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IBM's cat-brain sim a 'scam,' says Swiss boffin

Neuroscientist hairs on end

Internet Security Threat Report 2014

Responding to its nation's sovereign call to develop electronics with the intelligence of a cat, IBM last week announced a major step in feline gray matter simulation. But professional rivalries clearly run deep inside puss brain replication circles, with a leading neuroscientist blasting the project as a "scam" and a "mass deception of the public."

Dharmendra Modha, manager of IBM's Cognitive Computing unit, told the Supercomputing Conference last Wednesday that he and his team created a simulation of a cat-sized cerebral cortex that included 1 billion neurons and 10 trillion individual learning synapses. The project won itself the ACM Gordon Bell Prize in recognition of outstanding achievement in high-performance computing at the show.

But neuroscientist Henry Markram, the lead of the "Blue Brain" modeling project at Switzerland's EPFL, has his claws out over IBM's claims.

"I am absolutely shocked at this announcement. Not because it is any kind of technical feat, but because of the mass deception to the public," Markam wrote in an open letter sent to IBM's technology chief, Bernard Meyerson, and members of the media.

Markam claims the cat-brain simulation itself is relatively easy to do, using only the "simplest possible equation you can image to simulate a neuron." The results only demonstrate that IBM's Cognitive Computing team has immense compute horsepower at their beck and call, he said.

All these kinds of simulations are trivial and have been around for decades - simply called artificial neural network (ANN) simulations. We even stooped to doing these kinds of simulations as bench mark tests 4 years ago with 10's of millions of such points before we bought the Blue Gene/L. If we (or anyone else) wanted to we could easily do this for a billion "points", but we would certainly not call it a cat-scale simulation. It is really no big deal to simulate a billion points interacting if you have a big enough computer. The only step here is that they have at their disposal a big computer. For a grown up "researcher" to get excited because one can simulate billions of points interacting is ludicrous.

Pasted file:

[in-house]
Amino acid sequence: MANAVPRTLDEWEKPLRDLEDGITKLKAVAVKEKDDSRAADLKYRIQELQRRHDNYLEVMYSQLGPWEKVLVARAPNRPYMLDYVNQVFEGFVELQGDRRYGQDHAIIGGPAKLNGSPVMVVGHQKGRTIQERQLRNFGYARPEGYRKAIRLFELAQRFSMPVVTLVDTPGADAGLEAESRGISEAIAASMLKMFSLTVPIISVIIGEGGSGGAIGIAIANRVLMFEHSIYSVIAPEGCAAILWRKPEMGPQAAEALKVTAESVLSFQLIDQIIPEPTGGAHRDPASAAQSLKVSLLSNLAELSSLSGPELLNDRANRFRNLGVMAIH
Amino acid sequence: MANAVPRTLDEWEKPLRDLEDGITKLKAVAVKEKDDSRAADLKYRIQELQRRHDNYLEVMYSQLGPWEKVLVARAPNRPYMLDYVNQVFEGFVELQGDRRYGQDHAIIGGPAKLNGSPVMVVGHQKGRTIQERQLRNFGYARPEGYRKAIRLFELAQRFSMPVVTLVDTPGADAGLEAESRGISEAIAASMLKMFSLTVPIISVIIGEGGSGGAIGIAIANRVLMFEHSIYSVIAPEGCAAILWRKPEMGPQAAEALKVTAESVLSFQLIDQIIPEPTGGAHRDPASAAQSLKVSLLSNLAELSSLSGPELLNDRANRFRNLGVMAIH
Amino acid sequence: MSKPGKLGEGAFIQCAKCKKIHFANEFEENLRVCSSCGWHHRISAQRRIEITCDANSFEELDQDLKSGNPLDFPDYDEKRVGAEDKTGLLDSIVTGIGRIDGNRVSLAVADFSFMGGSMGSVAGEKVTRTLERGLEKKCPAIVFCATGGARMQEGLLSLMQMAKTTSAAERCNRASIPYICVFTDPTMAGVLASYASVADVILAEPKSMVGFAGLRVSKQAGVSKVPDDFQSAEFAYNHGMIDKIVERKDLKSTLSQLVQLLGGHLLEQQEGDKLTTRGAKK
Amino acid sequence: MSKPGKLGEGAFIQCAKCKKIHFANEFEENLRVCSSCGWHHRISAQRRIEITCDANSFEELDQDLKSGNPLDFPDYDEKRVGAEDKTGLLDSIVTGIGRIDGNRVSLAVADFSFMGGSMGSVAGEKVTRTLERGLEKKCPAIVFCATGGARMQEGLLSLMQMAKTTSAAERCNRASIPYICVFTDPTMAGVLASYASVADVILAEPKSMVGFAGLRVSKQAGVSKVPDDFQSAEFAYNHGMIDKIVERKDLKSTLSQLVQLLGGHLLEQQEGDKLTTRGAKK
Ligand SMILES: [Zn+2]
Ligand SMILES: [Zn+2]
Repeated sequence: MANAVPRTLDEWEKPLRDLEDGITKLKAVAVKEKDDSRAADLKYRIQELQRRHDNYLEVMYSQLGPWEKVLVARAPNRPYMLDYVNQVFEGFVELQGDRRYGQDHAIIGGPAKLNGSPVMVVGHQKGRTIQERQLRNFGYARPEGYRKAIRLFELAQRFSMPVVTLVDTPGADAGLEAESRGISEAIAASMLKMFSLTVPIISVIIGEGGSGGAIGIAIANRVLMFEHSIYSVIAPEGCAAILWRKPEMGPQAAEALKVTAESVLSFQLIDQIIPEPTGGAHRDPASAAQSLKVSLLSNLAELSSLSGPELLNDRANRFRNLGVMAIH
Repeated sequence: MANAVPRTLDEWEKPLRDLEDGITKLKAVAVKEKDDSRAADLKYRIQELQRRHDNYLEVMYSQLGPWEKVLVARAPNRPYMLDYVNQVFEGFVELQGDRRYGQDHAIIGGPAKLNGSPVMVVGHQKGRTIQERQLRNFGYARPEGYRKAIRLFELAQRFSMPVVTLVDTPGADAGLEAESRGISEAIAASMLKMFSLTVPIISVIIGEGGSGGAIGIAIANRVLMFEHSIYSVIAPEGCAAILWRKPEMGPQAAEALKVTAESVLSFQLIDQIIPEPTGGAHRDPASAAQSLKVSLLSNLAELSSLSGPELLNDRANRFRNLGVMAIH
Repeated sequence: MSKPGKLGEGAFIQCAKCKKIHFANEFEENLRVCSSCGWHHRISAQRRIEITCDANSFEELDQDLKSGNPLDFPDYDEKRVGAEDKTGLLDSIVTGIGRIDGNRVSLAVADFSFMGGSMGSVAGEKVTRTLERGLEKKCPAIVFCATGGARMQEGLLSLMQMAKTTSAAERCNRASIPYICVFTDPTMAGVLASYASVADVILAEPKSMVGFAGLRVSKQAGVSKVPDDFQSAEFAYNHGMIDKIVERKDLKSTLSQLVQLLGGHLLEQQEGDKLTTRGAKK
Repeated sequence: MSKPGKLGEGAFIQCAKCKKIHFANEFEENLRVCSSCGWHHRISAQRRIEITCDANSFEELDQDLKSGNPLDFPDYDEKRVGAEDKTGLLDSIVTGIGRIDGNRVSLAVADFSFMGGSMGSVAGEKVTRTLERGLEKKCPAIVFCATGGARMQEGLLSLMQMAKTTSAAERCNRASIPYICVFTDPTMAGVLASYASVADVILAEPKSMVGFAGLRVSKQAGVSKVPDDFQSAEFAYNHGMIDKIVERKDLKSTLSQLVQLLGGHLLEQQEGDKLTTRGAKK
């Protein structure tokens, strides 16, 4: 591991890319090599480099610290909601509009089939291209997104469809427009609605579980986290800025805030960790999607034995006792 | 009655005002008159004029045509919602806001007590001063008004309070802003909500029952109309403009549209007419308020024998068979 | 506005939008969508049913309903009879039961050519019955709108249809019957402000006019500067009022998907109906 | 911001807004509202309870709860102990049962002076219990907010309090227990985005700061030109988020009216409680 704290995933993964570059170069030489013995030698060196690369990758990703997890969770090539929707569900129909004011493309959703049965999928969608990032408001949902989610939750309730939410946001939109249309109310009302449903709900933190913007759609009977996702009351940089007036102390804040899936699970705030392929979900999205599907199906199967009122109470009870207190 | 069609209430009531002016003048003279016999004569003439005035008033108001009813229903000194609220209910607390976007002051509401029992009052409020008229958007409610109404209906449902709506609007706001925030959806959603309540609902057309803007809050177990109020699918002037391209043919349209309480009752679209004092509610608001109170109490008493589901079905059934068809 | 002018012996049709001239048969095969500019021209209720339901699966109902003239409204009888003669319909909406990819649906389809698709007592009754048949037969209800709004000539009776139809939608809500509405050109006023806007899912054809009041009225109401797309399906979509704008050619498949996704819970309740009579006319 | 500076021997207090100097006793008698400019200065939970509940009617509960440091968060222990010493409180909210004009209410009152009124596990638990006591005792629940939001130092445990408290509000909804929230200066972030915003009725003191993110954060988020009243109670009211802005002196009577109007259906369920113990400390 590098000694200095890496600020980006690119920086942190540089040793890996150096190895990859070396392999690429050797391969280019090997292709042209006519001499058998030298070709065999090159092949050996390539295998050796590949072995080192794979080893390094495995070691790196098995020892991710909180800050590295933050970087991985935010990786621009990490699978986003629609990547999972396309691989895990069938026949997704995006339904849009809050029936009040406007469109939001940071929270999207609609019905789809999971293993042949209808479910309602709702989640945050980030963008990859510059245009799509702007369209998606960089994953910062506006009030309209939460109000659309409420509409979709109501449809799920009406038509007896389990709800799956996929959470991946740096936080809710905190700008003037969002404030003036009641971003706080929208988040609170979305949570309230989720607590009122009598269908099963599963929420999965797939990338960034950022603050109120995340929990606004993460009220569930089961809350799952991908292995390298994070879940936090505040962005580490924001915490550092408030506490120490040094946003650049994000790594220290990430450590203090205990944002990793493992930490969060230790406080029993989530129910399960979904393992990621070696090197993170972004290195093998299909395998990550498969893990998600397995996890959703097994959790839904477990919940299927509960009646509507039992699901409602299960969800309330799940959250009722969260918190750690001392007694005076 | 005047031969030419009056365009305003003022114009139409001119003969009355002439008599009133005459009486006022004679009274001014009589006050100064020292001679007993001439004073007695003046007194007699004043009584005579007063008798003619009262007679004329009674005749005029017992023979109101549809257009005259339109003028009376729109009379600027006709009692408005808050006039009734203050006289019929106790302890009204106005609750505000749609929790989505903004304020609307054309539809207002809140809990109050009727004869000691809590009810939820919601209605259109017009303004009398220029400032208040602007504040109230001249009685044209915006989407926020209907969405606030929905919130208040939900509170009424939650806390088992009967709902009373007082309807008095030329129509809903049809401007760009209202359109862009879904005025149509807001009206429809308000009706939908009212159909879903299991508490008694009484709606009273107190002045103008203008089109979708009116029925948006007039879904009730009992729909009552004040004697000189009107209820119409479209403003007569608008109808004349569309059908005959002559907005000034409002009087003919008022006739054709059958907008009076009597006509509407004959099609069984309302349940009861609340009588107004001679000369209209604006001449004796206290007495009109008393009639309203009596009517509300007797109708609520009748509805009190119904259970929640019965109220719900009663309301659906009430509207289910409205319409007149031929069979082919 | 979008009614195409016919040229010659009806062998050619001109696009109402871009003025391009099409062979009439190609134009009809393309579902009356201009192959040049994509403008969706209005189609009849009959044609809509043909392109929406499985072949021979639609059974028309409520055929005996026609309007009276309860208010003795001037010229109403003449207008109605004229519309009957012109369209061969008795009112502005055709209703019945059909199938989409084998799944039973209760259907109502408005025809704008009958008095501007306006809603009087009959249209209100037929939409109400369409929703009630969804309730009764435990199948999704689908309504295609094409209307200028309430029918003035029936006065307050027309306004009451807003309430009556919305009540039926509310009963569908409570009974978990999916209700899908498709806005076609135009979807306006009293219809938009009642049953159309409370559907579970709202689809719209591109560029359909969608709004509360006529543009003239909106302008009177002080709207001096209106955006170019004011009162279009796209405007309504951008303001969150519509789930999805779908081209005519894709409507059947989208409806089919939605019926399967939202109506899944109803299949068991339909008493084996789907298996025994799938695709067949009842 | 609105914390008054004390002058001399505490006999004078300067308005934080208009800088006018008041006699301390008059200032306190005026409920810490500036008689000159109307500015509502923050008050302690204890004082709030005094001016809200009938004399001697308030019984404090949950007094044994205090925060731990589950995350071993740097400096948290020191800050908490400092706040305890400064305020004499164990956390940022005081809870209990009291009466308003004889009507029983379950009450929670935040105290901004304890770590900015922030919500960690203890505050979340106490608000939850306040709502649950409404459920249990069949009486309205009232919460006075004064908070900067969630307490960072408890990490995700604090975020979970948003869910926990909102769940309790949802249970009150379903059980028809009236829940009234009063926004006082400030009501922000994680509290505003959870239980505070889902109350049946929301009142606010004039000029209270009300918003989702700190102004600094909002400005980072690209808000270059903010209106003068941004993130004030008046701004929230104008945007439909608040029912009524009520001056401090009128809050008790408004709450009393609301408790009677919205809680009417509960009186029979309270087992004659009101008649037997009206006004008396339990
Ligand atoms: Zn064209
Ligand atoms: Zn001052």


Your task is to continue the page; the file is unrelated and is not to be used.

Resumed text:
He adds that "there is no qualified neuroscientist on the planet that would agree that this is even close to a cat's brain" and that the announcement is "simply a PR stunt here to ride on Blue Brain."

"That the Bell prize would be awarded for such nonsense is beyond belief," Markam wrote. "I never realized that such trivial and unethical behavior would actually be rewarded. I would have expected an ethics committee to string this guy up by the toes."

IBM's Modha didn't get back to us directly when reached for comment, but an IBM spokeswoman said the company stands by the statements that it made regarding the announcement. She also notes that the brain simulation wasn't solely done by IBM, but in collaboration with Lawrence Berkeley National Laboratory and other research organizations.

"We made a cortical simulation at the scale that a cat brain functions. We didn't say we made a cat brain that will go act like a cat," she said. "That was never what we intended to do. This is all about looking at new computing architectures - and looking at the brain to eventually be able to create a computing architecture that has its low power consumption and amazing computing ability. It's not artificial intelligence we're after here."

Check out IEEE Spectrum for a full copy of Markam's scathing letter here. ®

Internet Security Threat Report 2014

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